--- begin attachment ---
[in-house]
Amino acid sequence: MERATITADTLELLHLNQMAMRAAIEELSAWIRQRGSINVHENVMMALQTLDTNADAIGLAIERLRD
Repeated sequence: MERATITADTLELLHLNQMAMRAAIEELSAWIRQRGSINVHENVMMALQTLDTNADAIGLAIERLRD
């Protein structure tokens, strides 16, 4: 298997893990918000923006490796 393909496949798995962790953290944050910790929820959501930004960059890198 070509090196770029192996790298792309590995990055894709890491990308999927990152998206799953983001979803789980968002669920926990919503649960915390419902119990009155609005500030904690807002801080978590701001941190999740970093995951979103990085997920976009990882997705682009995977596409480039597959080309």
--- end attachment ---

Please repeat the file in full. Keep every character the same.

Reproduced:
[in-house]
Amino acid sequence: MERATITADTLELLHLNQMAMRAAIEELSAWIRQRGSINVHENVMMALQTLDTNADAIGLAIERLRD
Repeated sequence: MERATITADTLELLHLNQMAMRAAIEELSAWIRQRGSINVHENVMMALQTLDTNADAIGLAIERLRD
């Protein structure tokens, strides 16, 4: 298997893990918000923006490796 393909496949798995962790953290944050910790929820959501930004960059890198 070509090196770029192996790298792309590995990055894709890491990308999927990152998206799953983001979803789980968002669920926990919503649960915390419902119990009155609005500030904690807002801080978590701001941190999740970093995951979103990085997920976009990882997705682009995977596409480039597959080309």